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Iran claims 'new approach' in dealings with nuclear watchdog

Iran's deputy foreign minister has said Tehran is offering a "new approach" in talks with the UN nuclear watchdog. Negotiations came about after Iranian President Hasan Rouhani said he was keen for a quick deal.

Iran's senior negotiator on Monday said he was positive about the chances of progress in the latest round of talks after he had met with Yukiya Amano (pictured left), who is head of the UN's International Atomic Energy Agency (IAEA).

"We think that it is time to take a new approach to resolve questions between Iran and the IAEA," Iran's Deputy Foreign Minister Abbas Araghchi (right) told reporters in Vienna, where he was later due to meet .

"I am very hopeful that we can come out with a good result," Araghchi said.

While the UN's Amano did not give details about Iran's stance to the press, he did say that it had been a "very useful and constructive meeting," adding that he was "very hopeful."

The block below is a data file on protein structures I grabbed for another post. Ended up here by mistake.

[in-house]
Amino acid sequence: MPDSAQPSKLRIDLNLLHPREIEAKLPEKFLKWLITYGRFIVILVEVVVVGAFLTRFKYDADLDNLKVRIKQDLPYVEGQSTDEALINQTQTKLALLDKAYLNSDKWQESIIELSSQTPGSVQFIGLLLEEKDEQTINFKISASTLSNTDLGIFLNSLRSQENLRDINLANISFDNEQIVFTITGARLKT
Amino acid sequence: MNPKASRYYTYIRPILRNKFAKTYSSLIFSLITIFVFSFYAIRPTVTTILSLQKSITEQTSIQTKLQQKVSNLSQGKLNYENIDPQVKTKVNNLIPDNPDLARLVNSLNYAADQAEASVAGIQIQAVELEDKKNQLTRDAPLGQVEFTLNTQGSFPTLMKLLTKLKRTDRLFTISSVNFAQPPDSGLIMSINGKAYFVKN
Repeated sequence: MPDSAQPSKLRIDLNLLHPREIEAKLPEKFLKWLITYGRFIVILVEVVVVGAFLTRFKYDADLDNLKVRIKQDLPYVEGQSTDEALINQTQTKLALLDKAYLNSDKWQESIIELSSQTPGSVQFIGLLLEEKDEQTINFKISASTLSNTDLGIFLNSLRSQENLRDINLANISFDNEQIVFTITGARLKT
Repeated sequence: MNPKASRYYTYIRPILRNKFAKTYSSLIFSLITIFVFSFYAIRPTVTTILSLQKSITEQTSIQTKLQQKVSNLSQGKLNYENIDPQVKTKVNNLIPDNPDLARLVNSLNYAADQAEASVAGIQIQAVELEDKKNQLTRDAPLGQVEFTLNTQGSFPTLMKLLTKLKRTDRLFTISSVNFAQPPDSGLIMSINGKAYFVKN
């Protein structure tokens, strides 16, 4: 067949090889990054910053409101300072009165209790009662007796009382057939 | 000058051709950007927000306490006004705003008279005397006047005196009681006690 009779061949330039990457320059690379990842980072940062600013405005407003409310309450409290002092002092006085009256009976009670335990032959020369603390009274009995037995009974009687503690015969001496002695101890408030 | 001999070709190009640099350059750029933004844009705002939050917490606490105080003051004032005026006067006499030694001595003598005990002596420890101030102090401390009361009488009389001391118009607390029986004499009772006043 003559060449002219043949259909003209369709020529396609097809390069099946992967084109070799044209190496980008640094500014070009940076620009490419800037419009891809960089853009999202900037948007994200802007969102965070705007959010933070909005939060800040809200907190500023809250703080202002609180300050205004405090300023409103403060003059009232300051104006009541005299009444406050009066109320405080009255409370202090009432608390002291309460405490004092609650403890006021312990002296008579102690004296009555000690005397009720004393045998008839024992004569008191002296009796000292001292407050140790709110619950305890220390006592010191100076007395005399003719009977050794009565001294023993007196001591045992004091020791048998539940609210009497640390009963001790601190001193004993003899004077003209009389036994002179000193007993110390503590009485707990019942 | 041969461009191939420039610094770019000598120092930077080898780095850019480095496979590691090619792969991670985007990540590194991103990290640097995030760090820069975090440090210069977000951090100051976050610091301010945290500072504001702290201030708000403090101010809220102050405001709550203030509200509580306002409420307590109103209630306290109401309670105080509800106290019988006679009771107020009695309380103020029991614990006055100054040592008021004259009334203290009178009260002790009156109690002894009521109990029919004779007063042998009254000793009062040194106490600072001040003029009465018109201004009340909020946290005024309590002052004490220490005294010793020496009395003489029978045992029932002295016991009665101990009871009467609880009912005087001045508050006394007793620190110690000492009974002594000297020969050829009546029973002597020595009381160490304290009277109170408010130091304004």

"It is very important for all of us that we can show concrete progress," said Amano.

IAEA experts have been meeting Iranian counterparts, seeking Tehran's approval for on-site verification of Western intelligence claims. The fear among Western nations is that Tehran is using its uranium enrichment program to stockpile fissile material for nuclear weapons.

Iran says it refines uranium only for energy generation and use in medical treatments, and wants an end to international sanctions imposed because of its perceived lack of cooperation.

Watchdog seeks greater access

In particular, the IAEA has tried since early 2012 to access Iranian documents and sites, including the Parchin military installation, where nuclear warhead components were allegedly tested.

Although there was no progress at the previous round of talks in late September, the atmosphere was said to have be more constructive than on previous occasions. A flurry of diplomatic activity has followed pledges by the new Iranian President Hasan Rouhani that Tehran would like a swift deal between it and the so-called P5+1 group of powers.

That grouping includes the five permanent members of the United Nations Security Council, as well as Germany.

On Wednesday and Thursday, officials from the European Union and the P5+1 are set to meet in Vienna to prepare for a meeting between foreign policy leaders in Geneva, starting on November 7.

rc/ph (AFP, AP, dpa, Reuters)